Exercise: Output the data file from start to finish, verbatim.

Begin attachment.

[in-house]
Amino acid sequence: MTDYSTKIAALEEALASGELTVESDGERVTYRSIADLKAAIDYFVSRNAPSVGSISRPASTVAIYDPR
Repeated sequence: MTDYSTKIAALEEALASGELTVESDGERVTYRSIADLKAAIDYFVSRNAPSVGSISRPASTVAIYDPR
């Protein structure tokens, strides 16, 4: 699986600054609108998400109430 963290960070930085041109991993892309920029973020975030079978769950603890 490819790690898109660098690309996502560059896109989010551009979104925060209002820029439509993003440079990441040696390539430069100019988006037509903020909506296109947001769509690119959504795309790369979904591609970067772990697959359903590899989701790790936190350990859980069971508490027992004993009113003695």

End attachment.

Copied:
[in-house]
Amino acid sequence: MTDYSTKIAALEEALASGELTVESDGERVTYRSIADLKAAIDYFVSRNAPSVGSISRPASTVAIYDPR
Repeated sequence: MTDYSTKIAALEEALASGELTVESDGERVTYRSIADLKAAIDYFVSRNAPSVGSISRPASTVAIYDPR
């Protein structure tokens, strides 16, 4: 699986600054609108998400109430 963290960070930085041109991993892309920029973020975030079978769950603890 490819790690898109660098690309996502560059896109989010551009979104925060209002820029439509993003440079990441040696390539430069100019988006037509903020909506296109947001769509690119959504795309790369979904591609970067772990697959359903590899989701790790936190350990859980069971508490027992004993009113003695």